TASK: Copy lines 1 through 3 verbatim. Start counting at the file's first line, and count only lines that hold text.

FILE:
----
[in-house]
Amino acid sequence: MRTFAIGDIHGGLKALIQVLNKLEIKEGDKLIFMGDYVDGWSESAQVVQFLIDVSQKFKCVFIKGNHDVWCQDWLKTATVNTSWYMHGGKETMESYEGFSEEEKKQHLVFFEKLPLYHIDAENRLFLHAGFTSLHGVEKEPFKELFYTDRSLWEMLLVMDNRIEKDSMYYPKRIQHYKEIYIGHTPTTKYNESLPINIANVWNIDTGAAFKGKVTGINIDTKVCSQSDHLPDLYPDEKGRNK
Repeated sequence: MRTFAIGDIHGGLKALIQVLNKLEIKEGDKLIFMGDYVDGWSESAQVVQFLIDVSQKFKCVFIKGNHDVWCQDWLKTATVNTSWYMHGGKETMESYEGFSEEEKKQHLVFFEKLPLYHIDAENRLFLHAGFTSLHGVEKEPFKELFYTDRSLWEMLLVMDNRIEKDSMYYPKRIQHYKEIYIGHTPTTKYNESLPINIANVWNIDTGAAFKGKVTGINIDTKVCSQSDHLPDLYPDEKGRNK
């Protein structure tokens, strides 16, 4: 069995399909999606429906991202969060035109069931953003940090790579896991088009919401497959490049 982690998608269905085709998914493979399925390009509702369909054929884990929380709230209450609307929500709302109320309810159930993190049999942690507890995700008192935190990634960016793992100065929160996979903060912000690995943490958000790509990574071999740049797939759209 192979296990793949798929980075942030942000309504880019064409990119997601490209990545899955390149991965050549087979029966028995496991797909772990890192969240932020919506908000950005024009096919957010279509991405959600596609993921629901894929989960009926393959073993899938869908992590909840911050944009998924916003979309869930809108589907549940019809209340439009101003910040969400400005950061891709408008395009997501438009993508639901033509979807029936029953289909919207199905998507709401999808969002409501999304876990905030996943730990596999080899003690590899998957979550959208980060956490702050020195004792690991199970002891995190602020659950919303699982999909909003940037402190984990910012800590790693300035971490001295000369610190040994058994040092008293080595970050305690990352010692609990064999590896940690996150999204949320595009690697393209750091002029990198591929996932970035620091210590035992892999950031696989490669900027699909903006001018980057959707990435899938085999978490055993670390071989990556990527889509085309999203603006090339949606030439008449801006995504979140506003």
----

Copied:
[in-house]
Amino acid sequence: MRTFAIGDIHGGLKALIQVLNKLEIKEGDKLIFMGDYVDGWSESAQVVQFLIDVSQKFKCVFIKGNHDVWCQDWLKTATVNTSWYMHGGKETMESYEGFSEEEKKQHLVFFEKLPLYHIDAENRLFLHAGFTSLHGVEKEPFKELFYTDRSLWEMLLVMDNRIEKDSMYYPKRIQHYKEIYIGHTPTTKYNESLPINIANVWNIDTGAAFKGKVTGINIDTKVCSQSDHLPDLYPDEKGRNK
Repeated sequence: MRTFAIGDIHGGLKALIQVLNKLEIKEGDKLIFMGDYVDGWSESAQVVQFLIDVSQKFKCVFIKGNHDVWCQDWLKTATVNTSWYMHGGKETMESYEGFSEEEKKQHLVFFEKLPLYHIDAENRLFLHAGFTSLHGVEKEPFKELFYTDRSLWEMLLVMDNRIEKDSMYYPKRIQHYKEIYIGHTPTTKYNESLPINIANVWNIDTGAAFKGKVTGINIDTKVCSQSDHLPDLYPDEKGRNK